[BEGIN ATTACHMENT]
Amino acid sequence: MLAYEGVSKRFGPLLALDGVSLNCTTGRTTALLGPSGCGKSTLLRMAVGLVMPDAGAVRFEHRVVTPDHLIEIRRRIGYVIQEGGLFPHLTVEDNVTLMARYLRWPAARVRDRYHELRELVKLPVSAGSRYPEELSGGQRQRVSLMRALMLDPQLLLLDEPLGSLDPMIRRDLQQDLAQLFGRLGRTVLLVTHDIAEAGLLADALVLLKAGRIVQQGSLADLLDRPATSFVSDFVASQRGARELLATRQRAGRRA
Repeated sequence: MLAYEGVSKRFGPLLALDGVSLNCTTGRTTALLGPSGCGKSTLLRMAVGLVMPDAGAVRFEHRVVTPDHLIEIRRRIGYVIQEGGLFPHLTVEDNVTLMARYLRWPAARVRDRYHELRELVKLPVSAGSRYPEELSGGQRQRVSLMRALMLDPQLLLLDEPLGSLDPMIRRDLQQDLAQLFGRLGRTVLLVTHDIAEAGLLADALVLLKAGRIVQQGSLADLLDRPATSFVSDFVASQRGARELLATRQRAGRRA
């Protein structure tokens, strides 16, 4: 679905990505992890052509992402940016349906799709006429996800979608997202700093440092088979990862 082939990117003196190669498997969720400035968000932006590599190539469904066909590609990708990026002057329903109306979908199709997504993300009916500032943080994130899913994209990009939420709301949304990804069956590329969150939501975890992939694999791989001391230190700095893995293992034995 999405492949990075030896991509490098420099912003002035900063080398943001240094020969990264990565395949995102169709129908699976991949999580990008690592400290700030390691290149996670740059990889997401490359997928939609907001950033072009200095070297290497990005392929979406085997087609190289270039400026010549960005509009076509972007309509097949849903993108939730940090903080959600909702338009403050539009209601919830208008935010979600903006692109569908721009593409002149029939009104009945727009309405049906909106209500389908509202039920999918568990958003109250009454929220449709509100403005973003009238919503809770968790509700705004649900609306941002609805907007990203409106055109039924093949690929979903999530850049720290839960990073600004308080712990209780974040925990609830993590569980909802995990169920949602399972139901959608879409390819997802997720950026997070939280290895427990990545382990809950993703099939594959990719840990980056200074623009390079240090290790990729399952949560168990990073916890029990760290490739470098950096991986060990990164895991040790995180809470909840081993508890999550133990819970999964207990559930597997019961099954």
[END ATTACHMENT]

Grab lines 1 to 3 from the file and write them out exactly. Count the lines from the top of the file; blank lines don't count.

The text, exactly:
Amino acid sequence: MLAYEGVSKRFGPLLALDGVSLNCTTGRTTALLGPSGCGKSTLLRMAVGLVMPDAGAVRFEHRVVTPDHLIEIRRRIGYVIQEGGLFPHLTVEDNVTLMARYLRWPAARVRDRYHELRELVKLPVSAGSRYPEELSGGQRQRVSLMRALMLDPQLLLLDEPLGSLDPMIRRDLQQDLAQLFGRLGRTVLLVTHDIAEAGLLADALVLLKAGRIVQQGSLADLLDRPATSFVSDFVASQRGARELLATRQRAGRRA
Repeated sequence: MLAYEGVSKRFGPLLALDGVSLNCTTGRTTALLGPSGCGKSTLLRMAVGLVMPDAGAVRFEHRVVTPDHLIEIRRRIGYVIQEGGLFPHLTVEDNVTLMARYLRWPAARVRDRYHELRELVKLPVSAGSRYPEELSGGQRQRVSLMRALMLDPQLLLLDEPLGSLDPMIRRDLQQDLAQLFGRLGRTVLLVTHDIAEAGLLADALVLLKAGRIVQQGSLADLLDRPATSFVSDFVASQRGARELLATRQRAGRRA
């Protein structure tokens, strides 16, 4: 679905990505992890052509992402940016349906799709006429996800979608997202700093440092088979990862 082939990117003196190669498997969720400035968000932006590599190539469904066909590609990708990026002057329903109306979908199709997504993300009916500032943080994130899913994209990009939420709301949304990804069956590329969150939501975890992939694999791989001391230190700095893995293992034995 999405492949990075030896991509490098420099912003002035900063080398943001240094020969990264990565395949995102169709129908699976991949999580990008690592400290700030390691290149996670740059990889997401490359997928939609907001950033072009200095070297290497990005392929979406085997087609190289270039400026010549960005509009076509972007309509097949849903993108939730940090903080959600909702338009403050539009209601919830208008935010979600903006692109569908721009593409002149029939009104009945727009309405049906909106209500389908509202039920999918568990958003109250009454929220449709509100403005973003009238919503809770968790509700705004649900609306941002609805907007990203409106055109039924093949690929979903999530850049720290839960990073600004308080712990209780974040925990609830993590569980909802995990169920949602399972139901959608879409390819997802997720950026997070939280290895427990990545382990809950993703099939594959990719840990980056200074623009390079240090290790990729399952949560168990990073916890029990760290490739470098950096991986060990990164895991040790995180809470909840081993508890999550133990819970999964207990559930597997019961099954």